It is stupid cold outside: a breathtaking -11°F. For the lucky uninitiated, at this frigidity, nose hairs freeze and stiffen as you breathe in. You don’t dare cry outdoors, even if you’re late for work and your car door is frozen shut. Lettuce leaves freeze in the time it takes to walk from the grocery to your car.
I grew up in a dry land close to the sun where buying snow boots is more wishful thinking than preparedness. I am not blessed with the fortitude of Northern peoples to withstand six months of cold, dark hell. I don’t think many of them are blessed with it either; I know many pale skinned Northerners who struggle with Winter’s long, cold reign. I remember my first northern winter and thinking, “This is why these people drink so much.” (It also could have been because it was my freshman year in college, but I digress.) By February, the darkness and chill seep into my bones and despair sets in. It will not end for another 6-8 weeks and I begin to be mentally unwell.
As being constantly drunk for 6 weeks is not an option, I have found other ways of coping. My favorites are cheap and effective. Of course, I forget to do them and end up huddled against the radiator, eating mashed potatoes and weeping. But, when I remember to do them, they help.
Avoid the Idiot Box
I watch very little TV and few movies- 2-3 hours a week, at most. Empirical data from myself and children convinced me that television is bad for humans. Children’s behavior and attitudes are never better after watching TV; they are usually worse. If I consume more than 3 hours of TV within a couple of days, I am noticeably more anxious and unhappy. It makes my sleep less restful. Most TV is crap anyway. (Whatever show I currently love is excepted, of course.)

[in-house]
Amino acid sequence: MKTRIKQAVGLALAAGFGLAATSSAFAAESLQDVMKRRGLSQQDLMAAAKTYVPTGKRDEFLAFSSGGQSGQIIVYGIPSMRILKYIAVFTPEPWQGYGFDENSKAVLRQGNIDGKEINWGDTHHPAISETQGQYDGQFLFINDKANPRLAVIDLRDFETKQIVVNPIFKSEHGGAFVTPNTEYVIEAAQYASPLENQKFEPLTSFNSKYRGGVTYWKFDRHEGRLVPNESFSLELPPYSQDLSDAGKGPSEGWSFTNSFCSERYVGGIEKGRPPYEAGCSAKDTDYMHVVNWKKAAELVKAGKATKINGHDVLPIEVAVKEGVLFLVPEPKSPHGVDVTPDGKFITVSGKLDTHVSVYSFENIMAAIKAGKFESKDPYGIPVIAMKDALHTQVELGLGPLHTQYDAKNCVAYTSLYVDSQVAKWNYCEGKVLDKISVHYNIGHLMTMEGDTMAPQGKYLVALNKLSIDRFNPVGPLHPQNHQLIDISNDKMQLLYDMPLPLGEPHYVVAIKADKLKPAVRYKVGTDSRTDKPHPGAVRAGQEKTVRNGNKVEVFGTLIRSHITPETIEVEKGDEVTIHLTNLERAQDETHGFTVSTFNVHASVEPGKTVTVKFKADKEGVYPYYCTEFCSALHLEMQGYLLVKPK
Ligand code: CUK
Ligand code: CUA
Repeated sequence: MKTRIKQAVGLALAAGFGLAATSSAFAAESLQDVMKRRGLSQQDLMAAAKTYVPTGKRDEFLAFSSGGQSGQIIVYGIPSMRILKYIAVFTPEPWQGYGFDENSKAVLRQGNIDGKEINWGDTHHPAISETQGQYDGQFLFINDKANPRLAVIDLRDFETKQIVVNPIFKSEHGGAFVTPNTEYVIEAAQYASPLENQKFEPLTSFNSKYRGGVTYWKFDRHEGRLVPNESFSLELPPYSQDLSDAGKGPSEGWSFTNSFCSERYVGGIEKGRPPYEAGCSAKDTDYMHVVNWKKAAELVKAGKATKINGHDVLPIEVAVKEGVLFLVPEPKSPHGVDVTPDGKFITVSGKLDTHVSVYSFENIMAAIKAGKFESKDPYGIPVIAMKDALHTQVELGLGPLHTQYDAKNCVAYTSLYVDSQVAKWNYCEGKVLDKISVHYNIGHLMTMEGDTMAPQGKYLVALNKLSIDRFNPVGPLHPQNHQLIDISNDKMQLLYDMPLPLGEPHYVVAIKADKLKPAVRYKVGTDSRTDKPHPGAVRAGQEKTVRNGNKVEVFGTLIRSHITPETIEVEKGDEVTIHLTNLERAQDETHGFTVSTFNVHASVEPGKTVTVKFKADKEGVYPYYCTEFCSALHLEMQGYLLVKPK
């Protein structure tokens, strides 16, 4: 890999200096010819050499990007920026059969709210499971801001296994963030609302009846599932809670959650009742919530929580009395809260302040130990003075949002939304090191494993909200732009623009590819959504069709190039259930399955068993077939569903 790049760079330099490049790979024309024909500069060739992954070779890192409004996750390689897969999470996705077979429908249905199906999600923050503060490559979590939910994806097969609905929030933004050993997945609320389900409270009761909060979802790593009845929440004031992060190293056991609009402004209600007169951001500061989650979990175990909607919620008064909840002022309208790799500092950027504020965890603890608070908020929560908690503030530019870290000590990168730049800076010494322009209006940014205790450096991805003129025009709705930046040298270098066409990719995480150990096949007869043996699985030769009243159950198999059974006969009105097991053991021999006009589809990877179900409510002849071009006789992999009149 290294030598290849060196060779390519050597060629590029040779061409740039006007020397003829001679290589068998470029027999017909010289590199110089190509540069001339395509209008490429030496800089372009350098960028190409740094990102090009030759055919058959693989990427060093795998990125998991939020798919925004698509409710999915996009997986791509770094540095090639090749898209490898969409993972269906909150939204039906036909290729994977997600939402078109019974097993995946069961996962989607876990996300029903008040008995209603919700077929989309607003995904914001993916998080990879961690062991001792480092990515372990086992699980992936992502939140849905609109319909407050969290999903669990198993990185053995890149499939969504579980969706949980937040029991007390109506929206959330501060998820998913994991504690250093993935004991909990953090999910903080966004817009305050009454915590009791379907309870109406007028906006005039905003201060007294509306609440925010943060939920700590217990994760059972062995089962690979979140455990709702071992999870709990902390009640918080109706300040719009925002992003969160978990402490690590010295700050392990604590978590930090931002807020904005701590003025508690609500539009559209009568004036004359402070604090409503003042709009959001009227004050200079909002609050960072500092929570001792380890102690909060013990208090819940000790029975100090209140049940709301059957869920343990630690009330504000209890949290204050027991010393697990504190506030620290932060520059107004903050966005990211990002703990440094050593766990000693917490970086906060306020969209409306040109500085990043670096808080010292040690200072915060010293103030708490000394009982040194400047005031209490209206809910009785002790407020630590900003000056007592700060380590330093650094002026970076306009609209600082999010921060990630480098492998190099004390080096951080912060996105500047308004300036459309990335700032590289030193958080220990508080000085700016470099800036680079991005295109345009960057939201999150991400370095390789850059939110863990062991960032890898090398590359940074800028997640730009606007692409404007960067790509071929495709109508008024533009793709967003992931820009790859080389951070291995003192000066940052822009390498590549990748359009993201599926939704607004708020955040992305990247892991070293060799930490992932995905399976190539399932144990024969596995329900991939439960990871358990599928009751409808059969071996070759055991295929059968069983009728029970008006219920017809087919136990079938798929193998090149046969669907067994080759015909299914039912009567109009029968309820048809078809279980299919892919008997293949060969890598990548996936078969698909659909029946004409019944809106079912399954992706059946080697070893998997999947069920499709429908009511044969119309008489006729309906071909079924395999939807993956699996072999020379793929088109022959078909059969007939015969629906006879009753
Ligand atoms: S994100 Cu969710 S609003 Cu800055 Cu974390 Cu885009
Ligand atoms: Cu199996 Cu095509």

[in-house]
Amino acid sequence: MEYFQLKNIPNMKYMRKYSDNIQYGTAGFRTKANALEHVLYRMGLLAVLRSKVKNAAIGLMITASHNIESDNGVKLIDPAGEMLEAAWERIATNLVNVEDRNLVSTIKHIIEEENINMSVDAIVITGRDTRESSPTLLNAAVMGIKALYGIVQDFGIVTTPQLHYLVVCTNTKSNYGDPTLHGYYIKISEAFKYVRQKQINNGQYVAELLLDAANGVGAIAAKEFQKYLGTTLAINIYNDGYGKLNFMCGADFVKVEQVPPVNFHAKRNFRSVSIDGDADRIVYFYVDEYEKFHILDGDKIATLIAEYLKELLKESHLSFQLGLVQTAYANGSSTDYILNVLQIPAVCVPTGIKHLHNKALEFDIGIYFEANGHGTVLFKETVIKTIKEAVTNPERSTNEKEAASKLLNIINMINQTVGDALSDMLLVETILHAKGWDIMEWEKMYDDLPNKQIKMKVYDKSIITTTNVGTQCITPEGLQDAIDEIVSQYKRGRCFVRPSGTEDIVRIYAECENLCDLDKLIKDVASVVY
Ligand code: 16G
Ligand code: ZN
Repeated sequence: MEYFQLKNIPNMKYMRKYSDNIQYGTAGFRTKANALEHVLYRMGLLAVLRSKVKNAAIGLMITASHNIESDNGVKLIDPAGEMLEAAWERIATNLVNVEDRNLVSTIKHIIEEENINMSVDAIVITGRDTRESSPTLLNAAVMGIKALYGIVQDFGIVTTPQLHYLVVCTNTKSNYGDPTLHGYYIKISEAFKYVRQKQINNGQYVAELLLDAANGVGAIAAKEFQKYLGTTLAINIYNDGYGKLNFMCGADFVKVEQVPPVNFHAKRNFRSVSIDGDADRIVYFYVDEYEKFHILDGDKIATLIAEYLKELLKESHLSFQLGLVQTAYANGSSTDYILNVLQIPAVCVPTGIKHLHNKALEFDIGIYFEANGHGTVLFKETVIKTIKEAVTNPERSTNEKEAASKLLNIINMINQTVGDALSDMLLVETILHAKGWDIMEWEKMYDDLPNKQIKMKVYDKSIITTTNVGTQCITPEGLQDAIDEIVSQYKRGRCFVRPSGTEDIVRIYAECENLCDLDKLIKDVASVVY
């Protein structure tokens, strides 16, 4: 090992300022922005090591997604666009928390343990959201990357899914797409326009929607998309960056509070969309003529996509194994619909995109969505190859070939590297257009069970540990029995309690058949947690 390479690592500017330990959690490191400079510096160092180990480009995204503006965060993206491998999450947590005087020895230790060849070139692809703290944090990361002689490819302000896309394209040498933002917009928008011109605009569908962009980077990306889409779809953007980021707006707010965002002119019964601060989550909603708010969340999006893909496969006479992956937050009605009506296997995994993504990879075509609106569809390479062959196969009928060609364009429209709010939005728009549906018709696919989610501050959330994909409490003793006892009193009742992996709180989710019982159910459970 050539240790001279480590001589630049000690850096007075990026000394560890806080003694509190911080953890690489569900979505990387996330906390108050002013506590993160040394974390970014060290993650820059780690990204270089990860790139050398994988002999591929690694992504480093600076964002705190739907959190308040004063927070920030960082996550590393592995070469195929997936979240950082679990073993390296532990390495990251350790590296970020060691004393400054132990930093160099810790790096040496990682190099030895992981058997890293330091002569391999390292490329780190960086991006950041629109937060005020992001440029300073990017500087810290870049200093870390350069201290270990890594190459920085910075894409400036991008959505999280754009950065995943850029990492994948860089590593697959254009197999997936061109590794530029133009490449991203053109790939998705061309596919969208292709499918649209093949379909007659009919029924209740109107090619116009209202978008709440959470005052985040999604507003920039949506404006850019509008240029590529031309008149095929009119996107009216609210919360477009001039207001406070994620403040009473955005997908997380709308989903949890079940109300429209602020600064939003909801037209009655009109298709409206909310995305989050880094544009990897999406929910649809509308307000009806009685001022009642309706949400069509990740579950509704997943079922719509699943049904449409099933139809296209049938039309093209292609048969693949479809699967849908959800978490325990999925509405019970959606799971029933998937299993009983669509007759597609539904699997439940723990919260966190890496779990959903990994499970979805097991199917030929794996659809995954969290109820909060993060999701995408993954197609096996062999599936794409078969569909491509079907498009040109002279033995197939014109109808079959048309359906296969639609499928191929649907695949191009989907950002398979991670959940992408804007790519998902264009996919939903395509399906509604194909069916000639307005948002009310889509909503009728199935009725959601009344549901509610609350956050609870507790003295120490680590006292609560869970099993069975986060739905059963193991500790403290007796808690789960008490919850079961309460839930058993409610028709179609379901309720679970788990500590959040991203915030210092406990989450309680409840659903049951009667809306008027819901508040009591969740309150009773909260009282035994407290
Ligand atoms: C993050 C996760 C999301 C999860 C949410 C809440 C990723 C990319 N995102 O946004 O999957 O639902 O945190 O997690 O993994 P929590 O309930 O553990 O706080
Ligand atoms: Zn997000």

Escapism has its place in a northern winter, but TV for TV’s sake is a poor escape. It puts a mind in stasis. There have been times when I can’t even remember what I watched. When I turn the box off, my mind reverts to the same stressed, pent up state it was in before, except with a liberal sprinkling of anxiety on top.
Find other escapes if TV affects you negatively. Listen to podcasts/music/audiobooks. Go to bed. Talk to someone. Practice a hobby. Sort the socks. Do something besides sit in front of the TV/Hulu/Netflix.
Fill’er up with Happy
Last winter, I started reading A Song of Ice and Fire, the first book in the Game of Thrones series. What a terrible decision- so much cold, and snow, and blood, and bloody snow. I could handle the gore; it was the snow, or Snow, that got me. I put it down until April.
In the depths of the winter that has already come, I seek out pleasing, diversions- silly British TV shows (watched in small doses,) audiobooks by comedians, or engrossing fiction or biographies in which winter is not a character and children don’t die.
Eat Live Things
When the snow flies, I am drawn to rich, fatty, carbohydrates and wine. However, when I haven’t felt the sun in months and winter’s cold fingers are tightening around my chest, I feel better when I eat some raw foods. The problem is that raw foods, like me in February, are always cold, and I only want warm things. Salad is nearly impossible to make desirable this time of year. Even the salty charms of feta cheese cannot draw me to a bowl of chilled vegetable. Bacon must be enlisted in a 1:1 ratio to lettuce to tempt me at all.
In winter, I try to serve something raw at each dinner: sugar snap peas, peppers, cucumbers, carrots, jicama, even fruit. I serve green leaves like a supplement, not a side dish. Everyone gets a pinch of fresh spinach leaves next to their vitamins, no matter what else is for dinner.
The easiest way to dose my family with raw veg in the winter is to juice them (the veg, not the family.) I always forget to do this until late winter when we all start getting sick. Children love to use the juicer and will suck down a carrot/orange/romaine blend without complaint. It tastes like sweet life in the bitterness of March.
Take Some Vitamin D
Because I haven’t made any of my own since October and will not do so again until April.
Let the Sunshine In